Imidazolinones as a persistent and active herbicides group have potential risks to non-target organisms in the environment. Biochar is a carbon-rich sorbent used as an amendment to change soil properties and its microbial communities effective on pesticides degradation rate. The present study was the first to compare empty fruit bunch (EFB) of oil palm and rice husk (RH) biomasses as biochar feedstock for remediation of imidazolinones-contaminated soils. Degradations of imazapic, imazapyr, and a mixture of them (Onduty®) was investigated in the presence of the optimized biochars in the soil during a 70-days incubation. Based on the results, the polar herbicides were resistant to hydrolysis degradation. Photolysis rates of the herbicides reduced significantly in the presence of the biochars in the soil. EFB biochar had greater effects due to its chemical compositions and surface functional groups. Photo-degradation of imazapyr was more affected by biochars amendment. The imidazolinones bio-degradation, however, accelerated significantly with the presence of EFB and RH biochars in soil with the greater effects of RH biochar. It was concluded that the application of the optimized EFB and RH biochars as an innovative sustainable strategy has the potential to decrease the persistence of the imidazolinones and minimize their environmental hazards.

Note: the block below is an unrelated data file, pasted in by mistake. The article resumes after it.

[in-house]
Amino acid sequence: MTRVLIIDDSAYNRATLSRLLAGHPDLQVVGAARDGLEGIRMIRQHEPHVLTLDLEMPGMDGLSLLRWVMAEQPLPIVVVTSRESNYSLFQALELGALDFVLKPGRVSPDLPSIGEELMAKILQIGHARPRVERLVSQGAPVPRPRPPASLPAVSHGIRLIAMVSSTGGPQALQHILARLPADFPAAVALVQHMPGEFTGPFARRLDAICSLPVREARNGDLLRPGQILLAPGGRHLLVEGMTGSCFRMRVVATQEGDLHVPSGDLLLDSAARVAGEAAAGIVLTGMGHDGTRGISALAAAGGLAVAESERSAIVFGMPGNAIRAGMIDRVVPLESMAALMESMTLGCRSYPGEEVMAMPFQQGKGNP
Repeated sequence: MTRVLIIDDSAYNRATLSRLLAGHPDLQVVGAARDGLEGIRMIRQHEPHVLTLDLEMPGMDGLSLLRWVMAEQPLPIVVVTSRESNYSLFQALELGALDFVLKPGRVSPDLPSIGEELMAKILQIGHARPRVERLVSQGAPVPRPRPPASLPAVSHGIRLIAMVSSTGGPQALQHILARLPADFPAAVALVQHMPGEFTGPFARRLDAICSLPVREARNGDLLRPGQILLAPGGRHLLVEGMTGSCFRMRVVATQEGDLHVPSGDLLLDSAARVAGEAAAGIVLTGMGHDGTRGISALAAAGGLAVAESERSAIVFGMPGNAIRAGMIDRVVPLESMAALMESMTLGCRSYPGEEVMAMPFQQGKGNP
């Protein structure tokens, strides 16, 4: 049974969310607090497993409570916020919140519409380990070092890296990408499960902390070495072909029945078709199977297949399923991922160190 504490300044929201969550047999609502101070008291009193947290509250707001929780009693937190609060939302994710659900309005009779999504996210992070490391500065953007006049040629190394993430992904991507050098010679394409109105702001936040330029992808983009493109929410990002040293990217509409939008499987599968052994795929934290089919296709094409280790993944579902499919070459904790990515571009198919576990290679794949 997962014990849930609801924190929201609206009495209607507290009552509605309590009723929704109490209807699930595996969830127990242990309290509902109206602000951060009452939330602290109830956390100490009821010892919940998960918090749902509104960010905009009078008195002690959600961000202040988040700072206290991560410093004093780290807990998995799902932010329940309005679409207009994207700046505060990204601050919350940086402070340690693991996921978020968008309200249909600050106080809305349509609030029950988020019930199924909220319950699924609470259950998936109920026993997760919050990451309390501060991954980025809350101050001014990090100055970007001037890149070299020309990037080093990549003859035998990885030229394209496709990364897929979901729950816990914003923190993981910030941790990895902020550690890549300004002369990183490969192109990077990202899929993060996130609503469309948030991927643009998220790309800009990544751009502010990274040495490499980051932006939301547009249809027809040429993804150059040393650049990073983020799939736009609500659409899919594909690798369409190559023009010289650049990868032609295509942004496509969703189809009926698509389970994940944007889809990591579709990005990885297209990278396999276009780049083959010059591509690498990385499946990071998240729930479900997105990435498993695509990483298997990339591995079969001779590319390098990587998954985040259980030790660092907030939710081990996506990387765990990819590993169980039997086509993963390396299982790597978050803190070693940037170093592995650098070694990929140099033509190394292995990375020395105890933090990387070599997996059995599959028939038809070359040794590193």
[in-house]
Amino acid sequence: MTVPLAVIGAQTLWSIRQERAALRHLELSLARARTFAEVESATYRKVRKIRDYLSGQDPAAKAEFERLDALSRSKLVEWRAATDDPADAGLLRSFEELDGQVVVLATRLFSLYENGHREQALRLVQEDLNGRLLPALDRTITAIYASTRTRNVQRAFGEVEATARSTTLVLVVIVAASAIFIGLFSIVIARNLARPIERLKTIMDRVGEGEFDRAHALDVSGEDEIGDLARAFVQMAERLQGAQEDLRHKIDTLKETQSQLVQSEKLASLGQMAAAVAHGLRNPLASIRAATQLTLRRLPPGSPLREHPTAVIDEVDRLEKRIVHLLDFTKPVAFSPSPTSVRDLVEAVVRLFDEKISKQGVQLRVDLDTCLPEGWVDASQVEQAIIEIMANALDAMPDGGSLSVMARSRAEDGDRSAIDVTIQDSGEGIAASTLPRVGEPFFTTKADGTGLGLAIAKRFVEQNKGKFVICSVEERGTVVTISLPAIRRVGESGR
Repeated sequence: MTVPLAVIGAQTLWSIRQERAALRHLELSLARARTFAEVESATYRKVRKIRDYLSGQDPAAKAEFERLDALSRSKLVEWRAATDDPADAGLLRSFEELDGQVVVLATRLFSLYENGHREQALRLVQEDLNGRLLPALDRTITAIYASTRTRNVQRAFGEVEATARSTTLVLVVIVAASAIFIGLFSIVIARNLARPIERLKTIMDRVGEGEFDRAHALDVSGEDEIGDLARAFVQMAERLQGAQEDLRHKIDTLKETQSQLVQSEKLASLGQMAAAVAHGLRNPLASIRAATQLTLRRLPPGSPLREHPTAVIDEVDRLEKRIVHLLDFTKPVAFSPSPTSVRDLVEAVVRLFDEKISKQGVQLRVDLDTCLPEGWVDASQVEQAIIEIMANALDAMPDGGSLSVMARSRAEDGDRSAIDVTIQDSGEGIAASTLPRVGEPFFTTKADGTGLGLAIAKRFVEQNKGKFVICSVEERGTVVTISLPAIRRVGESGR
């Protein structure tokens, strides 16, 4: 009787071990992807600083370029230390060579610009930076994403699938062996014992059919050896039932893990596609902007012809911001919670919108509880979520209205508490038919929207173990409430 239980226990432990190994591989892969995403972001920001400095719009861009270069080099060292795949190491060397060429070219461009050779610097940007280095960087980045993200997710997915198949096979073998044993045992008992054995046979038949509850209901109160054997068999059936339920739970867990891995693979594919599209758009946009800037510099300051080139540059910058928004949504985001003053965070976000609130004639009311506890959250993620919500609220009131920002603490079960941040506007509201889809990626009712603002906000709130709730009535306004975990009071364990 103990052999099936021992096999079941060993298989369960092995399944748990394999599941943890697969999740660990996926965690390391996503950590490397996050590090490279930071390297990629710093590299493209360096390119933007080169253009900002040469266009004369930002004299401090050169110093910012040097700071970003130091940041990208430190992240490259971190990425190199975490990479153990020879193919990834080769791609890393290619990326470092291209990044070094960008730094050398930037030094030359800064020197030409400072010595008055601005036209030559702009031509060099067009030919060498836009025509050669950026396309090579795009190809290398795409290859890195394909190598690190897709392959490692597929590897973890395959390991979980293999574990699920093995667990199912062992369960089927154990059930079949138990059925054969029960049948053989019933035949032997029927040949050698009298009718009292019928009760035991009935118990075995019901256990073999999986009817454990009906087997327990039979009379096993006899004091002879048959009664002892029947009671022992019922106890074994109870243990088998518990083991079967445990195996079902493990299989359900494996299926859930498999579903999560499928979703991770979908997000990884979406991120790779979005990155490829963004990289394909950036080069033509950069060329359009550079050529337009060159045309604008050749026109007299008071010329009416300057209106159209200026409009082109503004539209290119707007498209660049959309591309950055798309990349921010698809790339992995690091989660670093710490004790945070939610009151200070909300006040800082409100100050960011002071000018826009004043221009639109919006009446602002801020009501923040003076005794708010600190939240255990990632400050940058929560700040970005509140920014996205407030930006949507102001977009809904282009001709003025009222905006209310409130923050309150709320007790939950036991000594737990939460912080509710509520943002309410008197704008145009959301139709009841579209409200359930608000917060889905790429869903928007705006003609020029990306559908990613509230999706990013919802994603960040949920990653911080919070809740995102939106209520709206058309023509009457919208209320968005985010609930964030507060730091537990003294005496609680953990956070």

* Title and MeSH Headings from MEDLINE®/PubMed®, a database of the U.S. National Library of Medicine.